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Economy Minister calls for targeted funding for EVs

Targeted European Union funding for EVs would be key to securing the bloc's green transition, the minister of national economy told a conference of the Hungarian Business Leaders Forum in Budapest on Friday.

Marton Nagy said “the time for generic incentives is over”. Since the EU will only allow the sale of electric of hydrogen-fuelled vehicles from 2035, the transition must be subsidised, he said.

The number of EVs reached 14 million in 2023, 58 percent of which were sold in China, Nagy said. Nearly 30 percent of new cars sold in China in 2022 were electric, while the same ratio came to 21 percent in Europe and 8 percent in the US, he added.

State support for EVs globally have reached 30-40 billion dollars, with China topping that list, followed by Europe, he said.

While leading car manufacturers are working to break the Chinese hegemony by setting up facilities in Germany, Italy and France, the spread of EVs has been hampered by high prices, expensive insurance, high repair costs and fast depreciation, Nagy said. German companies’ green transition is being hindered by global competition, red tape, high energy prices and financial difficulties, he added.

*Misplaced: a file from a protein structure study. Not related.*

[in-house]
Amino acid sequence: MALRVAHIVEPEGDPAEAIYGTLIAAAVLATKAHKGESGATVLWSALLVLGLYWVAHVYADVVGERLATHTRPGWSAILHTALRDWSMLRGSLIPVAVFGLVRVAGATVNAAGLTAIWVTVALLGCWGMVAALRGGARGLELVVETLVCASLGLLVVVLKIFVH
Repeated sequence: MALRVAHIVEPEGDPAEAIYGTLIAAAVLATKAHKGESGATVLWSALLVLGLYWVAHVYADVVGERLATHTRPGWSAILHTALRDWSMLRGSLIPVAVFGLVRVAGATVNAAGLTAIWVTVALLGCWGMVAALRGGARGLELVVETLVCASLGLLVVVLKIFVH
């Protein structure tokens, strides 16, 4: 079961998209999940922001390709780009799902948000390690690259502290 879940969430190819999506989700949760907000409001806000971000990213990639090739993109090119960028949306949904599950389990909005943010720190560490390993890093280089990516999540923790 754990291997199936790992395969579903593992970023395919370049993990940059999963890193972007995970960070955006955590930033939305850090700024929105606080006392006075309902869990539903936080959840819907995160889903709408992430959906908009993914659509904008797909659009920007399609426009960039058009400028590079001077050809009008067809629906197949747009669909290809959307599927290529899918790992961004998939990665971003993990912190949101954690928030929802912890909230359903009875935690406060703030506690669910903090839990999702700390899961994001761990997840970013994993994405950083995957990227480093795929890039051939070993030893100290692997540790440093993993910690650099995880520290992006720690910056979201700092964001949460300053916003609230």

Meanwhile, Hungary’s battery exports were the highest as a proportion of GDP, while vehicle exports were the fourth highest in the EU, he said.

The country is on track to become one of the largest battery manufacturers in the world, with more than 80 percent of new investments part of the “EV ecosystem”, he said.

At the same time, Nagy said the falling competitiveness of German car manufacturing industry presented a “serious danger” to Hungary’s vehicle and battery manufacturing sector. Hungary’s car manufacturing and battery exports slowed in the last quarter of 2023 due to a fall in German EV manufacturing, he added.

An EU level support scheme for e-car purchases would give a competitive edge to European manufacturing, he said.

When it takes over the rotating EU presidency in July, Hungary will propose such a scheme, he said, adding that the proposal would need to be unanimously adopted by member states.


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